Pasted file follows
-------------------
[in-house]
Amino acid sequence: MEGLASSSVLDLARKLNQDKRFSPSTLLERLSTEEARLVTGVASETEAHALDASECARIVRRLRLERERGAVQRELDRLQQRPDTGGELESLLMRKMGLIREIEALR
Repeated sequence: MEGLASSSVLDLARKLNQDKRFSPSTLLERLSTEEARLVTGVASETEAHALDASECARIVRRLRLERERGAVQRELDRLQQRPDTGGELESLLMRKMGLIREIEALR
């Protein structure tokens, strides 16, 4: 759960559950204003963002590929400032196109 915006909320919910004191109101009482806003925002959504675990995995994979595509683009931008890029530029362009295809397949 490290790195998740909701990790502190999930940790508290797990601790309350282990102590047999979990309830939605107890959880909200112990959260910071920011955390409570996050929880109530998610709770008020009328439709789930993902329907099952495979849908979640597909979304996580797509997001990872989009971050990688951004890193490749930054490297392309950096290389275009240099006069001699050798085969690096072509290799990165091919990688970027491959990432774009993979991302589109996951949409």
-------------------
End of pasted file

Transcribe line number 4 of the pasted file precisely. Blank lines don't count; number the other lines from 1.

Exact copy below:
């Protein structure tokens, strides 16, 4: 759960559950204003963002590929400032196109 915006909320919910004191109101009482806003925002959504675990995995994979595509683009931008890029530029362009295809397949 490290790195998740909701990790502190999930940790508290797990601790309350282990102590047999979990309830939605107890959880909200112990959260910071920011955390409570996050929880109530998610709770008020009328439709789930993902329907099952495979849908979640597909979304996580797509997001990872989009971050990688951004890193490749930054490297392309950096290389275009240099006069001699050798085969690096072509290799990165091919990688970027491959990432774009993979991302589109996951949409």